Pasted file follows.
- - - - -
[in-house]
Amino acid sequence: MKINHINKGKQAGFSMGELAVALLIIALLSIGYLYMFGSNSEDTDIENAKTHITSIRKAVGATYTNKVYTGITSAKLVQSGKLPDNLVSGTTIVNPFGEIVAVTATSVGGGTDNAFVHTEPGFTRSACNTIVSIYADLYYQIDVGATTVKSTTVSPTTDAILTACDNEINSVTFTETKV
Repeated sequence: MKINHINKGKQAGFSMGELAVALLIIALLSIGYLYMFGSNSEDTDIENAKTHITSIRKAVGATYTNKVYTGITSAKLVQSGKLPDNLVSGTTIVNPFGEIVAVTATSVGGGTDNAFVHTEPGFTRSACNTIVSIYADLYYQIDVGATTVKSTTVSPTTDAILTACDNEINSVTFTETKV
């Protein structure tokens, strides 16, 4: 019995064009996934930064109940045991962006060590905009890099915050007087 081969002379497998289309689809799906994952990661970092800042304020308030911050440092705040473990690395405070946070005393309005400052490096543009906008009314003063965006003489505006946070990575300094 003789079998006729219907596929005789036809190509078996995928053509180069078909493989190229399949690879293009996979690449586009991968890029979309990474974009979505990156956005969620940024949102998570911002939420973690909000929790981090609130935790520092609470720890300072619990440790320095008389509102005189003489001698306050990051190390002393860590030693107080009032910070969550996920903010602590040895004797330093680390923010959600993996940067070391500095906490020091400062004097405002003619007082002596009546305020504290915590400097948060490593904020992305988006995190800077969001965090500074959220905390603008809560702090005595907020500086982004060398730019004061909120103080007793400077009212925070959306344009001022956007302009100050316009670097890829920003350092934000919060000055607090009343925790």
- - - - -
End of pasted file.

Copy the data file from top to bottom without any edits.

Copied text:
[in-house]
Amino acid sequence: MKINHINKGKQAGFSMGELAVALLIIALLSIGYLYMFGSNSEDTDIENAKTHITSIRKAVGATYTNKVYTGITSAKLVQSGKLPDNLVSGTTIVNPFGEIVAVTATSVGGGTDNAFVHTEPGFTRSACNTIVSIYADLYYQIDVGATTVKSTTVSPTTDAILTACDNEINSVTFTETKV
Repeated sequence: MKINHINKGKQAGFSMGELAVALLIIALLSIGYLYMFGSNSEDTDIENAKTHITSIRKAVGATYTNKVYTGITSAKLVQSGKLPDNLVSGTTIVNPFGEIVAVTATSVGGGTDNAFVHTEPGFTRSACNTIVSIYADLYYQIDVGATTVKSTTVSPTTDAILTACDNEINSVTFTETKV
């Protein structure tokens, strides 16, 4: 019995064009996934930064109940045991962006060590905009890099915050007087 081969002379497998289309689809799906994952990661970092800042304020308030911050440092705040473990690395405070946070005393309005400052490096543009906008009314003063965006003489505006946070990575300094 003789079998006729219907596929005789036809190509078996995928053509180069078909493989190229399949690879293009996979690449586009991968890029979309990474974009979505990156956005969620940024949102998570911002939420973690909000929790981090609130935790520092609470720890300072619990440790320095008389509102005189003489001698306050990051190390002393860590030693107080009032910070969550996920903010602590040895004797330093680390923010959600993996940067070391500095906490020091400062004097405002003619007082002596009546305020504290915590400097948060490593904020992305988006995190800077969001965090500074959220905390603008809560702090005595907020500086982004060398730019004061909120103080007793400077009212925070959306344009001022956007302009100050316009670097890829920003350092934000919060000055607090009343925790």